Battle

A Korean carrying empty American bottles and a newspaper. Albumen silver print by Felice Beato, 1871
Officers of the USS Colorado during the United States expedition to Korea

On June 10, 1871, the Americans attacked Choji Garrison on Ganghwa, along the Salee River, lightly defended by Koreans, who were armed with severely outdated weapons, such as matchlock rifles. The Koreans were quickly overrun so the Americans moved onto their next objective, the Deokjin Garrison. The Korean forces banded together as guerrilla units, once again armed with only antique weapons, they were kept from effective range by American 12 pound howitzers. The US troops continued on towards the next objective, Deokjin Fort. Upon arrival, the U.S. fightingmen learned that the Korean forces had abandoned Deokjin Fort and began massing further to the north. The sailors and marines quickly dismantled this fortress in the same fashion as they had Choji Fort. American forces continued to Gwangseong Garrison, a citadel. By this time, Korean forces had regrouped there. Along the way, some Korean units tried to flank the US forces; they were beaten off again, by the strategic placement of artillery on two hills near the fortification.

Map of the Korean forts on Ganghwa, with their American names.

Artillery from both ground and USS Monocacy and the other four ships offshore pounded the citadel and the hill directly west of it, in preparation for an assault by US forces. The US troops of nine companies of sailors and one company of Marines grouped on the facing hill, keeping cover and returning fire. Once the bombardments stopped, the Americans charged the citadel, led by Lt. Hugh McKee. The slow reload time of the Korean matchlock rifles allowed the Americans, who were armed with superior Remington rolling block carbines, to make it over the walls; the Koreans even ended up throwing rocks at the attackers.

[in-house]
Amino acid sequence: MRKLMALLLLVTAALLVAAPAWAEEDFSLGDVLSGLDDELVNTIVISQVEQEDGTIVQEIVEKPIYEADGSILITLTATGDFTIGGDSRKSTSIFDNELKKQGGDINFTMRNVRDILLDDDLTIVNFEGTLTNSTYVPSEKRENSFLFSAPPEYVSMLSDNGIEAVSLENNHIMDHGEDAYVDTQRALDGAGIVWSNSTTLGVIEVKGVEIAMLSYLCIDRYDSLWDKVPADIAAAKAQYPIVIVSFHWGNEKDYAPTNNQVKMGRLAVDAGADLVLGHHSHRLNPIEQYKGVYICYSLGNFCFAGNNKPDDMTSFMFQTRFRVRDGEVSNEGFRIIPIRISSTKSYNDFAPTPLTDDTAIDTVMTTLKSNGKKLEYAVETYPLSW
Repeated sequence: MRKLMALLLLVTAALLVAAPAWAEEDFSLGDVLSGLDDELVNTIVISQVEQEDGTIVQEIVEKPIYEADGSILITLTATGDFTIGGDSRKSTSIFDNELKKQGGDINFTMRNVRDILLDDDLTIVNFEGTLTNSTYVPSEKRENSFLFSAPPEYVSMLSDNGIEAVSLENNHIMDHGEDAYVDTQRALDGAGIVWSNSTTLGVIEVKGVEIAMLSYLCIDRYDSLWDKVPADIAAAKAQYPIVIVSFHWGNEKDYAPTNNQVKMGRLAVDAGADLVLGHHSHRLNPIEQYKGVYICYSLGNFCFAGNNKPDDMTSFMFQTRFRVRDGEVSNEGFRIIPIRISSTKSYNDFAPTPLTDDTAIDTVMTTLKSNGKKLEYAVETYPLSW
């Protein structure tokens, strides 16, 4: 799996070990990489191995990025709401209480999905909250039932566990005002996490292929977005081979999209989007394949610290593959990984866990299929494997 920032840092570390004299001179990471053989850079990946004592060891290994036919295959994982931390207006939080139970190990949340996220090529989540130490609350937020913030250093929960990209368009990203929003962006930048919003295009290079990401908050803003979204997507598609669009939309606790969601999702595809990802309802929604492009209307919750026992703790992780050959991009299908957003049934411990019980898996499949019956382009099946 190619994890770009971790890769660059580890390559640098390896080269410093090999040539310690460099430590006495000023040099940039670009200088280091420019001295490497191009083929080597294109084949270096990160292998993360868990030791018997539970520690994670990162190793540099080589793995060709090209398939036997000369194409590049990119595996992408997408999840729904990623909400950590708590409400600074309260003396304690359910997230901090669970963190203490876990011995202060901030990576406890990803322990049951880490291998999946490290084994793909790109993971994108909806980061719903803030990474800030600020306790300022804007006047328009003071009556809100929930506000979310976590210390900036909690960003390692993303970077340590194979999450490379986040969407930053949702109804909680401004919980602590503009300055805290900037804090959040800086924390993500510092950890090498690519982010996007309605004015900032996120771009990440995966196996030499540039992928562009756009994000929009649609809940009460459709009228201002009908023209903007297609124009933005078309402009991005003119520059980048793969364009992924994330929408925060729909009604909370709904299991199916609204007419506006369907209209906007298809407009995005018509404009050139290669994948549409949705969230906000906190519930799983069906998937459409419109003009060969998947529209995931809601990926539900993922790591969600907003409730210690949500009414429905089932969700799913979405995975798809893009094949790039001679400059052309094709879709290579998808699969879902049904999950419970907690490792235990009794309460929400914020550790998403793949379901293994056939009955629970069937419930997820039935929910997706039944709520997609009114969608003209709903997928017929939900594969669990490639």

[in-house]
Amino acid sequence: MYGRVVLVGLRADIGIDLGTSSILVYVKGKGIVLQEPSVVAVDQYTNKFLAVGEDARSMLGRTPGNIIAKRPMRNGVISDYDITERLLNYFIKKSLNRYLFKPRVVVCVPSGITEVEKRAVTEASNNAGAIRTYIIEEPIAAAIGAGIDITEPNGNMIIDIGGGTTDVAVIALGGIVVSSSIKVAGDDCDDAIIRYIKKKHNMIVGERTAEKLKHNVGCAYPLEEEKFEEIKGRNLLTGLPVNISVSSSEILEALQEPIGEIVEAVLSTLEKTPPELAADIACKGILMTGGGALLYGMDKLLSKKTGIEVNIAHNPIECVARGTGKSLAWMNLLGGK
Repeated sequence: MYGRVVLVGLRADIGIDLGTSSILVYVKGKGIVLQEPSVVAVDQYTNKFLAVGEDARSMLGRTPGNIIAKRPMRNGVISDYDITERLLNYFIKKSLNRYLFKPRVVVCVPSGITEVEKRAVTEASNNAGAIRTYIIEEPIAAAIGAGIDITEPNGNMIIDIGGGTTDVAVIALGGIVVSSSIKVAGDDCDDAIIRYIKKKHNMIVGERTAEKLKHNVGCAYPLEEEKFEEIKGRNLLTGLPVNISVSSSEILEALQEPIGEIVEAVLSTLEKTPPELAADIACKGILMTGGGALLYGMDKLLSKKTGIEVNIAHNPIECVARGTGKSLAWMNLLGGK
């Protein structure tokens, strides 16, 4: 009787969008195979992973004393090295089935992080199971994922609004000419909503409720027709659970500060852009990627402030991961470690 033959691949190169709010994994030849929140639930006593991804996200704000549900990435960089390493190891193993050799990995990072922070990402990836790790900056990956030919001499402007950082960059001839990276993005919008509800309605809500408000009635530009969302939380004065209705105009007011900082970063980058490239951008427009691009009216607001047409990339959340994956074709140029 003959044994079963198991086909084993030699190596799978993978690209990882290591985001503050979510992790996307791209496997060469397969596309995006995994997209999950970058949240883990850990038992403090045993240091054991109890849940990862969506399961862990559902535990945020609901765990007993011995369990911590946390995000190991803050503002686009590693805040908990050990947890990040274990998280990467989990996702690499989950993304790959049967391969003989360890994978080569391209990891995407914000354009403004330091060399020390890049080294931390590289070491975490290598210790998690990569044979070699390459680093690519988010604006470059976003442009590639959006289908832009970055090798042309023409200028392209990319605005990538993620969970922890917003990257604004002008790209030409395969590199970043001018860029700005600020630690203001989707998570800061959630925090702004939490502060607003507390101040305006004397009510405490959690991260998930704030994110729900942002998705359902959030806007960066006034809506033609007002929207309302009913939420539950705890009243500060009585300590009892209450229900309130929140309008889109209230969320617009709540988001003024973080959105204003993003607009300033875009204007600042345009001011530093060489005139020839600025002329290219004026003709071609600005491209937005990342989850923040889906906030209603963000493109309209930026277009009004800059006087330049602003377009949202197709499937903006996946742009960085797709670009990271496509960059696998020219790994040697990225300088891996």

USS Colorado in Korea, 1871

Lt. McKee was the first to make it into the citadel and was shot in the groin and speared in the side. After him came Commander Winfield Scott Schley, who avenged his comrade.[5] The flag of the Korean commander, General Eo Jae-yeon, which is called the "Sujagi" by Koreans, was captured by Corporal Charles Brown of the USS Colorado's guard and Private Hugh Purvis of the USS Alaska's guard.[6] General Eo was killed by Private James Dougherty.[7] While serving as the color bearer for the Colorado's crew and Marines, USS Colorado Carpenter Cyrus Hayden planted the American Flag on the ramparts under heavy enemy fire. Privates Brown and Purvis and Hayden received the Medal of Honor.

The fighting lasted fifteen minutes. In the end, 243 Koreans were counted dead in the forts and three Americans were also killed in the fighting. The American casualties were Lt. McKee, Seaman Seth Allen, and U.S. Marine Corps Private Denis Hanrahan,[8] ten Americans were wounded, and twenty Koreans were captured, several of whom were wounded. Five Korean forts were taken in total, eleven 24 pounders, fourteen 24 pounders, two 20 pounders and an unknown number of 2 and 4 pound guns were among the fortifications.[9][10] The Korean deputy commander was among the wounded who were captured.[11] The US hoped to use the captives as a bargaining chip to meet with local officials, but the Koreans refused, calling the captives cowards and "Low was told that he was welcome to keep the wounded prisoners".[12]

Point Du Conde, part of Ganghwa Island. During the 1871 assault on the Du Conde fortress.